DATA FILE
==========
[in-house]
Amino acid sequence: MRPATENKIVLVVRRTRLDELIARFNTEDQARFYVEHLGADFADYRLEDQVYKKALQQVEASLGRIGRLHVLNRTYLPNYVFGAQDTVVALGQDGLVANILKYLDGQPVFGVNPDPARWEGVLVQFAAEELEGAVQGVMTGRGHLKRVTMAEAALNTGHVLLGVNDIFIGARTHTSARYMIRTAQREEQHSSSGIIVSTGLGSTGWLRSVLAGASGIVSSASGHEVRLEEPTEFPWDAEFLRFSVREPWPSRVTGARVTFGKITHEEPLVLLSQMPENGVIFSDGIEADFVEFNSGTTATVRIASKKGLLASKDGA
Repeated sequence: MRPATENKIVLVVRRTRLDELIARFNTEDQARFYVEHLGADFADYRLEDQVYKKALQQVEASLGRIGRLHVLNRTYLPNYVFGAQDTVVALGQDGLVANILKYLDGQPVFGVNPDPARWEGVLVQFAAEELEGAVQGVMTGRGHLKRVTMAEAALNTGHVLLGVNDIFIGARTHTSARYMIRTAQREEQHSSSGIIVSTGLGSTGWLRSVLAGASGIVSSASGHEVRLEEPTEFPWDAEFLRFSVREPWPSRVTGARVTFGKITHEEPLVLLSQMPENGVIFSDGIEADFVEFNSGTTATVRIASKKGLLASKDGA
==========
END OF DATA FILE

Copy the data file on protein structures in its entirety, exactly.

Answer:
[in-house]
Amino acid sequence: MRPATENKIVLVVRRTRLDELIARFNTEDQARFYVEHLGADFADYRLEDQVYKKALQQVEASLGRIGRLHVLNRTYLPNYVFGAQDTVVALGQDGLVANILKYLDGQPVFGVNPDPARWEGVLVQFAAEELEGAVQGVMTGRGHLKRVTMAEAALNTGHVLLGVNDIFIGARTHTSARYMIRTAQREEQHSSSGIIVSTGLGSTGWLRSVLAGASGIVSSASGHEVRLEEPTEFPWDAEFLRFSVREPWPSRVTGARVTFGKITHEEPLVLLSQMPENGVIFSDGIEADFVEFNSGTTATVRIASKKGLLASKDGA
Repeated sequence: MRPATENKIVLVVRRTRLDELIARFNTEDQARFYVEHLGADFADYRLEDQVYKKALQQVEASLGRIGRLHVLNRTYLPNYVFGAQDTVVALGQDGLVANILKYLDGQPVFGVNPDPARWEGVLVQFAAEELEGAVQGVMTGRGHLKRVTMAEAALNTGHVLLGVNDIFIGARTHTSARYMIRTAQREEQHSSSGIIVSTGLGSTGWLRSVLAGASGIVSSASGHEVRLEEPTEFPWDAEFLRFSVREPWPSRVTGARVTFGKITHEEPLVLLSQMPENGVIFSDGIEADFVEFNSGTTATVRIASKKGLLASKDGA